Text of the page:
The Educational Writers Group has been vocal in its support of textbook use in schools, and has liaised with the Department for Education on its policy in this area. We have also highlighted the need for proper library provision in schools.
The Society of Authors as a whole campaigns on a number of issues, including on copyright, fair payment for authors, and proper credit for all creators (notably translators and illustrators, who are often left out of publicity and reviews). Our C.R.E.A.T.O.R. campaign for fair contract terms encompasses many of our key lobbying areas.
A couple of other examples include our campaign for Public Lending Right to be extended to ebook library loans, which resulted in the changing of the law in 2017, and a campaign calling for payment for authors’ speaking engagements, which has led to a change in policy from a number of literary festivals.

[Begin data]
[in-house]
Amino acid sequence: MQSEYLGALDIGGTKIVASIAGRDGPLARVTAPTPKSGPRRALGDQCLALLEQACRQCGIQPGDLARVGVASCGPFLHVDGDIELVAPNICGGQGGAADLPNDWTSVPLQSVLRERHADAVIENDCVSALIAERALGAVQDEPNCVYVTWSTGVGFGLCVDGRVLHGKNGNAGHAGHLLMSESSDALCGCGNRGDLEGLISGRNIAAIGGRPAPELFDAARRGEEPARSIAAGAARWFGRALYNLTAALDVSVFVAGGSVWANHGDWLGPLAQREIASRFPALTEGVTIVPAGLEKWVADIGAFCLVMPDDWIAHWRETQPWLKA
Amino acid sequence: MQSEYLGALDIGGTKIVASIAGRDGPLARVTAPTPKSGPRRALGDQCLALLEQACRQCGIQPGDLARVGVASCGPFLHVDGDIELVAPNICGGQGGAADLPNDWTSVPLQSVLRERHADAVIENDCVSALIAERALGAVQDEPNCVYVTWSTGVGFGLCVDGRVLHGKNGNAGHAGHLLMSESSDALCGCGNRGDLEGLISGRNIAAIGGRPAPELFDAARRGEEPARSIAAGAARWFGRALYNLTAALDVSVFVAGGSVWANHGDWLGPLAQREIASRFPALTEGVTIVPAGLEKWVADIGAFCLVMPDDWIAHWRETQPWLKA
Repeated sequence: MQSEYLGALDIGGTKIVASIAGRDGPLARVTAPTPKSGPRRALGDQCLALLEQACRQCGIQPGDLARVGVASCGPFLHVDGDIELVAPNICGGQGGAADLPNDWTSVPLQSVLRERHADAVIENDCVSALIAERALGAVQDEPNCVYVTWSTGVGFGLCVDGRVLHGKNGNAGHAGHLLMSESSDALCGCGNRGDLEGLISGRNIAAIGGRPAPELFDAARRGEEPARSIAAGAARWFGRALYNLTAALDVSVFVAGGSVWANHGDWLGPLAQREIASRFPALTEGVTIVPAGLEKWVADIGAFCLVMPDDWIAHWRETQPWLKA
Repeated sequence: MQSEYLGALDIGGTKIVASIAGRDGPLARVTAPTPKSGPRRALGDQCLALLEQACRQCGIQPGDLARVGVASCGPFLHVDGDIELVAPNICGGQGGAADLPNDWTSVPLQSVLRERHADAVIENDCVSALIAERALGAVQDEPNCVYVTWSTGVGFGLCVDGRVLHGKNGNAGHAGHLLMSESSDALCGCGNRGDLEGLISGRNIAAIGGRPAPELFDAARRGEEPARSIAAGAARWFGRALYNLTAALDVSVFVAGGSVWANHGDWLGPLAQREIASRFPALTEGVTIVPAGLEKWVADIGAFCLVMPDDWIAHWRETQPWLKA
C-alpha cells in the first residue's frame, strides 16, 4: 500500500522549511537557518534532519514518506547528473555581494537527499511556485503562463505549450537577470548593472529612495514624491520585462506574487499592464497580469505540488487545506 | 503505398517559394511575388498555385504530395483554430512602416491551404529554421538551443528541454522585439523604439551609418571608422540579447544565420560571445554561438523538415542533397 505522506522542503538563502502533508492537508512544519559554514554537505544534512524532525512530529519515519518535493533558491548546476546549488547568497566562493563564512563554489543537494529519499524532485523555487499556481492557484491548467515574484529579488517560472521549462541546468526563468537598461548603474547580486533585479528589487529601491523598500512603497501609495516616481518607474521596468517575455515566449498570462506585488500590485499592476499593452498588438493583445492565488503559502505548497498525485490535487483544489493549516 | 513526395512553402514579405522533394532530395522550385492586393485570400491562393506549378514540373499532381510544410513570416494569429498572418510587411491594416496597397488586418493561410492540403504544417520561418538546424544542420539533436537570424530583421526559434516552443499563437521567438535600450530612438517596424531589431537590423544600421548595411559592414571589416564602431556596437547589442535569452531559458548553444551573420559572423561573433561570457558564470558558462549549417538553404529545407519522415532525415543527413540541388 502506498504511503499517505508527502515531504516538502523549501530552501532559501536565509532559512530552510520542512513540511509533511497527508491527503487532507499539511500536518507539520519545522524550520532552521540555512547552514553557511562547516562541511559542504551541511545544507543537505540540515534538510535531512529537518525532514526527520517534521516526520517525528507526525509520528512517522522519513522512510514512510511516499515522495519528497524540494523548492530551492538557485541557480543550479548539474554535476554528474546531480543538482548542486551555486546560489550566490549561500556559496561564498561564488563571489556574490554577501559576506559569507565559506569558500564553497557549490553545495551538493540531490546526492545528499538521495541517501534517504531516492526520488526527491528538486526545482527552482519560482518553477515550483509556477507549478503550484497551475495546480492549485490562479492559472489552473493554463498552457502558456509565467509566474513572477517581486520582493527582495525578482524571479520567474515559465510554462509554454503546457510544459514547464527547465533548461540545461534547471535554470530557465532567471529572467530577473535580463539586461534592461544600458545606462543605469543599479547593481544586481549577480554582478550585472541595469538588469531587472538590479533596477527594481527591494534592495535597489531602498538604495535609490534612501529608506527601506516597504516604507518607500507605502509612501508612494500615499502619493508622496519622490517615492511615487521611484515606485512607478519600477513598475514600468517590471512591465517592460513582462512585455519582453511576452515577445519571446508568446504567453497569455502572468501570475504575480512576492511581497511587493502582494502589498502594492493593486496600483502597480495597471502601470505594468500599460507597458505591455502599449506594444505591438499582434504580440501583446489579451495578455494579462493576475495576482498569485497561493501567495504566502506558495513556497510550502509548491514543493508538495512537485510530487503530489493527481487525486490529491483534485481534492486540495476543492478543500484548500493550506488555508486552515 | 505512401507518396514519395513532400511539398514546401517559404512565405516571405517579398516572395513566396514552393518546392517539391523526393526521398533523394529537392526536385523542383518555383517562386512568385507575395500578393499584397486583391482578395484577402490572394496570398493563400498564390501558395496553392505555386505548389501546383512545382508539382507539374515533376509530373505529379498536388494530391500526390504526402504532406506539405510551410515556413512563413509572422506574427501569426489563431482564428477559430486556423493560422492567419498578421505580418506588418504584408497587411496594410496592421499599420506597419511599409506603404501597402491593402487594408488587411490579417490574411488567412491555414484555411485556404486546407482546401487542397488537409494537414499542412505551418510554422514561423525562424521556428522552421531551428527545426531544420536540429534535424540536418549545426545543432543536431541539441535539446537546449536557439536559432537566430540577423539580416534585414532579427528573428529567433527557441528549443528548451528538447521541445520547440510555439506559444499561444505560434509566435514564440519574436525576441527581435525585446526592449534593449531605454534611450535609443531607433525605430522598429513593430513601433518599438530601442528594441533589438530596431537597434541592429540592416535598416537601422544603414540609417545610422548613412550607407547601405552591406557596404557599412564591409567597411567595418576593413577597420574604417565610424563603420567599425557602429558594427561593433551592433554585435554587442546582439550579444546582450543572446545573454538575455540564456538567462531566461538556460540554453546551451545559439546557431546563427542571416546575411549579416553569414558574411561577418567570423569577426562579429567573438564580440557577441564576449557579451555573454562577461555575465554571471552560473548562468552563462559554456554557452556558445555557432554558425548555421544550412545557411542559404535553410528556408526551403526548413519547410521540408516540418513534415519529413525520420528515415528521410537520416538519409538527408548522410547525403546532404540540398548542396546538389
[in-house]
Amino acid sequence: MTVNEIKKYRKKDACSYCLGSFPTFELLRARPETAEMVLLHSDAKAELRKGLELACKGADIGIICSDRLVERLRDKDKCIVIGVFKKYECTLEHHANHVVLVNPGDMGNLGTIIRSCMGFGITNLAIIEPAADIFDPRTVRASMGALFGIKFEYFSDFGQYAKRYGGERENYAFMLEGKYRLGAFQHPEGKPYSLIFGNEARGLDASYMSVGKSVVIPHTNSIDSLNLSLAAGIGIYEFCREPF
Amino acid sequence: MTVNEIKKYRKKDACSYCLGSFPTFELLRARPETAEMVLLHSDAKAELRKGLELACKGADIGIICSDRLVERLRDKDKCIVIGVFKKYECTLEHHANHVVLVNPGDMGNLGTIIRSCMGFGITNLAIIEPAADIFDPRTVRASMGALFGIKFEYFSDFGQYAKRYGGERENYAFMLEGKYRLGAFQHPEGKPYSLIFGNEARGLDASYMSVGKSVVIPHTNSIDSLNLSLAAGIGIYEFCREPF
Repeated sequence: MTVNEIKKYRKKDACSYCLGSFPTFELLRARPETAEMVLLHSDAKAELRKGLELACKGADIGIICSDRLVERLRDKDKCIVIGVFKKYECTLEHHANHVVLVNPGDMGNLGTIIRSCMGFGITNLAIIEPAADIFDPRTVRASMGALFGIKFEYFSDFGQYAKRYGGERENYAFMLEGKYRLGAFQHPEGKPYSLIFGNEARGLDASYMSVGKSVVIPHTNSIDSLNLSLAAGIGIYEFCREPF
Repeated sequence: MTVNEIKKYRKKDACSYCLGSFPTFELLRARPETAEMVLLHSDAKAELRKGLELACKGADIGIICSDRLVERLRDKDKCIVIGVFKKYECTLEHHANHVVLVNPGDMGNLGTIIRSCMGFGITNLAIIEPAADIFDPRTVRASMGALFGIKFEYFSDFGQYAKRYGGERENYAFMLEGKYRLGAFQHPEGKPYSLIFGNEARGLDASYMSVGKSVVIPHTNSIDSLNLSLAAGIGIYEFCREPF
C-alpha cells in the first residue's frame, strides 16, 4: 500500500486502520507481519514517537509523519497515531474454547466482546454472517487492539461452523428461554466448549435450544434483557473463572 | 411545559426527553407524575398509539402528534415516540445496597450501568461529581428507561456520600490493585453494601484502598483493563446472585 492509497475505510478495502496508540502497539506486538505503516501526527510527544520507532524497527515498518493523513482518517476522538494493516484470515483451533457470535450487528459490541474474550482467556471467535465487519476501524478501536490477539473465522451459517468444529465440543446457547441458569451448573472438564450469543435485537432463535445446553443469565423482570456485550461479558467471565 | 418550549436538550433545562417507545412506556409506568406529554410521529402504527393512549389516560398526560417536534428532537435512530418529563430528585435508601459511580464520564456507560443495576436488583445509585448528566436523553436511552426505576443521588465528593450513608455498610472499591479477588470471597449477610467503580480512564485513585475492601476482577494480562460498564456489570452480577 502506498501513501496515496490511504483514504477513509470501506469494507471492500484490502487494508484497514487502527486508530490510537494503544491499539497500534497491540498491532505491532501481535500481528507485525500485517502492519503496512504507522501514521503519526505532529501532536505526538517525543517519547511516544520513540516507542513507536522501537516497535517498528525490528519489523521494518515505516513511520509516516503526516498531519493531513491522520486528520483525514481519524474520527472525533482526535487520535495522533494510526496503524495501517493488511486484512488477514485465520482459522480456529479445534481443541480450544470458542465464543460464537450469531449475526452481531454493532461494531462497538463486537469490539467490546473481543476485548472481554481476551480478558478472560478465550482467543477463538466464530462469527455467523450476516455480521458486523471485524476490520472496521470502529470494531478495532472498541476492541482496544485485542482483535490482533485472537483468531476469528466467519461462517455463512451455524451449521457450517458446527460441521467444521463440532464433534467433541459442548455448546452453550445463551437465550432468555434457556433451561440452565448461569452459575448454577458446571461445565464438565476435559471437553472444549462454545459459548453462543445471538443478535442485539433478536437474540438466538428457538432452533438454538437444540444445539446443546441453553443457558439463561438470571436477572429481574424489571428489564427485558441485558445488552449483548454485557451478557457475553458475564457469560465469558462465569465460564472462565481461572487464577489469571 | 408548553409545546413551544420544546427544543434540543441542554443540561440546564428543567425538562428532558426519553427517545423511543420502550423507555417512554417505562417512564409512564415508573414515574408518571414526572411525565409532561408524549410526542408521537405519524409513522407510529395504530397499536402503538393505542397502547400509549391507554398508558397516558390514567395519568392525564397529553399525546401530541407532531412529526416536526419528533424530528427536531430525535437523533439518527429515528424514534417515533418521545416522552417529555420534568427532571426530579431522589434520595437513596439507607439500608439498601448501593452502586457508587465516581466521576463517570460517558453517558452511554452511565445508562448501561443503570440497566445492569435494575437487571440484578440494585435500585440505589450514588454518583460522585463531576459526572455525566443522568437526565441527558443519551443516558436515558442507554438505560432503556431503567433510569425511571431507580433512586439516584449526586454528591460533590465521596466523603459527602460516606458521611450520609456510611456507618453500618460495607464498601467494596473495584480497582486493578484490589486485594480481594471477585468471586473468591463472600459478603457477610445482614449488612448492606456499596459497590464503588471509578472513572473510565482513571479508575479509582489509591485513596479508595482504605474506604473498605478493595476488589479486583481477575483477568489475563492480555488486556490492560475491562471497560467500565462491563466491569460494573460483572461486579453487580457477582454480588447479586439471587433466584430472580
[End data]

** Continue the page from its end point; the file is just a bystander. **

A full list of our campaigns can be found on the Where We Stand page of our website.
Although we don’t have a ‘model contract’ agreed with publishers, the Society of Authors and the Publishers Association regularly meet to discuss professional issues. This provides a useful avenue to raise concerns, but also to collaborate where authors’ and publishers’ interests are aligned.
What’s the impact of Brexit on your work?
We are concerned about the impact of Brexit on a number of fronts, including exports, copyright, freedom of movement and travel. The European market makes up 36% of UK publishing exports, so we are calling on Government to ensure that access is maintained and there are no additional barriers to trade. The UK’s existing copyright framework must not be watered down in future trade negotiations (for example, with the US). It is also vital that the government reforms existing immigration rules to ensure that visa restrictions do not prevent European creators from entering the UK for work (either long or short term) and British authors from travelling across Europe for work or touring – otherwise our creative industry risks loses out on the pool of international creative talent and the opportunity to collaborate with EU counterparts.